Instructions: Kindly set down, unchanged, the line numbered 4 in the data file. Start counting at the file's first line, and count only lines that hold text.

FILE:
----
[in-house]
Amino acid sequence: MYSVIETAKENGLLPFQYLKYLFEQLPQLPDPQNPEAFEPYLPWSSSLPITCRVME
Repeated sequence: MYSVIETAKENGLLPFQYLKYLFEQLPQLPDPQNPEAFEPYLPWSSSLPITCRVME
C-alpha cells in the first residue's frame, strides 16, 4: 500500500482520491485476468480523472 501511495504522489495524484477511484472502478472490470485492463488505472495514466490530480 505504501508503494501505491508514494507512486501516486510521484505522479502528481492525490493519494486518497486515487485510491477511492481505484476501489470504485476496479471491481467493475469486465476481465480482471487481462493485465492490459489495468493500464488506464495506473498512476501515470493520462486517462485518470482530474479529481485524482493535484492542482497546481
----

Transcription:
C-alpha cells in the first residue's frame, strides 16, 4: 500500500482520491485476468480523472 501511495504522489495524484477511484472502478472490470485492463488505472495514466490530480 505504501508503494501505491508514494507512486501516486510521484505522479502528481492525490493519494486518497486515487485510491477511492481505484476501489470504485476496479471491481467493475469486465476481465480482471487481462493485465492490459489495468493500464488506464495506473498512476501515470493520462486517462485518470482530474479529481485524482493535484492542482497546481